United States of America, Plaintiff-appellee, v. Morris Edward Benais, Also Known As, "sonny," Defendant-appellant, 460 F.3d 1059 (8th Cir. 2006)Annotate this Case
Submitted: June 13, 2006
Filed: August 25, 2006
Katherine M. Menendez, argued, Assistant Federal Defender, Minneapolis, Minnesota, for appellant.
Tracy T. Braun, argued, Assistant U.S. Attorney, of Minneapolis, Minnesota (Rachel K. Paulose, on the brief), for appellee.
Before MURPHY, MELLOY, and COLLOTON, Circuit Judges.
MELLOY, Circuit Judge.
Morris Edward Benais appeals his conviction and sentence for sexual abuse of a minor. We affirm the judgment of the district court.1
We present the evidence in a light most favorable to the verdict. On May 17, 2002, Benais was at a party at a home on the Red Lake Indian Reservation in Northern Minnesota. He had a fight with his girlfriend and left the party with three fourteen-year-old girls in his car. He drove the girls around for a short time before stopping his car, giving alcohol to two of the girls, and asking the two girls with alcohol to walk away from his car. Benais then had sexual intercourse in the car with the remaining girl (the first victim). He then dropped off the first victim and one of the girls who had been drinking outside the car. The other girl who had been drinking (the second victim) passed out in the front seat of his car. When she awoke, her underpants had been removed, she was under Benais, and he was sexually penetrating her. She tried unsuccessfully to push him away. Benais then drove this second victim to the home of one of his friends. There, the second victim passed out a second time and again awoke to find herself being raped by Benais. Again, she tried unsuccessfully to push him away. He then told her that what had happened was her fault. He drove her to a location near her foster mother's home and instructed her not to tell anyone what had happened.
When the second victim arrived at her foster mother's home, she was arrested by police with the Red Lake Police Department. While she was out, her foster mother had called the police and reported her missing. The foster mother had given permission for the second victim to be at the party, and, apparently, the second victim's failure to stay at the party and failure to return to her foster mother's home were viewed by the police as grounds for arrest as a runaway. She spent the next three days in jail and returned to her foster mother's home. At home, she took a shower, changed clothes, and told her foster mother about the rapes. The foster mother took her to a hospital for examination and preserved the underwear that the second victim had been wearing on the night of the offense. It contained semen from Benais.
On February 8, 2005, a grand jury indicted Benais with two counts of aggravated sexual abuse under 18 U.S.C. §§ 2241(b) (1) ("knowingly . . . render [ing] another person unconscious and thereby engag [ing] in a sexual act with that other person") and 2241(b) (2) ("knowingly . . . administer [ing] to another person by force or threat of force, or without the knowledge or permission of that person, . . . [an] intoxicant . . . and thereby . . . substantially impair [ing] the ability of that other person to appraise or control conduct; and . . . engag [ing] in a sexual act with that other person") and one count of sexual abuse of a minor under 18 U.S.C. § 2243(a) (1) ("knowingly engag [ing] in a sexual act with another person who . . . has attained the age of 12 years but has not attained the age of 16 years; and . . . is at least four years younger than the person so engaging"). All the counts related to Benais's crimes against the second victim.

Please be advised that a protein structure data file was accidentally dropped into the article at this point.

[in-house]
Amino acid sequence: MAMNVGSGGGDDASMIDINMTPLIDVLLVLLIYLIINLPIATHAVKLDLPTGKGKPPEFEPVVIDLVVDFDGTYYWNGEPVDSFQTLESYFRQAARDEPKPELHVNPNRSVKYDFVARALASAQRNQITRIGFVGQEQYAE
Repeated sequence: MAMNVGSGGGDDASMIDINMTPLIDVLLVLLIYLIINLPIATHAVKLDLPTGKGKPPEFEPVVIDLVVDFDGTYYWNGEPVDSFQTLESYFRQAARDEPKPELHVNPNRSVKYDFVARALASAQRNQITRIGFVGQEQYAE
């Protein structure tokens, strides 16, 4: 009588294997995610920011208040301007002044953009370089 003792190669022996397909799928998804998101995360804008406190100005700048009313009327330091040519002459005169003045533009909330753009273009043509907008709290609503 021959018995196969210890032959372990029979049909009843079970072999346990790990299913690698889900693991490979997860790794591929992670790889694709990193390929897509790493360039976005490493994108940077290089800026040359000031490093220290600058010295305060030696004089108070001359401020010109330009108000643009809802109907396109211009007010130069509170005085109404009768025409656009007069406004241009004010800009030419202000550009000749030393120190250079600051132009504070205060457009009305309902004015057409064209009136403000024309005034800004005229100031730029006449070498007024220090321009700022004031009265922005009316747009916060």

On February 23, 2005, the government disclosed to Benais all the reports and witness statements that it possessed regarding the sexual assaults of the two girls. This information included a statement from the first victim regarding the night of the offense and a statement from Benais's sister regarding the fact that Benais fathered a child with his girlfriend when the girlfriend was a minor. Prior to trial in May 2005, Benais moved for exclusion of the first victim's testimony based on the fifteen-day notice requirement contained in Fed.R.Evid. 413(b) (permitting the admission of evidence of prior sexual assaults without reference to the test of Rule 404(b) if the government discloses the evidence at least fifteen days prior to trial). Benais argued that it was not sufficient for the government to disclose the potential witness's statement, but rather, the government was required under the rule to provide specific notice of its intent to offer the evidence under Rule 413. The district court ultimately determined that the first victim's statement was permissible under Rule 404(b). Benais also challenged the use of the testimony regarding the fact that he had fathered children with his girlfriend while she was a minor. The district court admitted the testimony regarding the girlfriend as bias evidence and as evidence under Rule 404(b).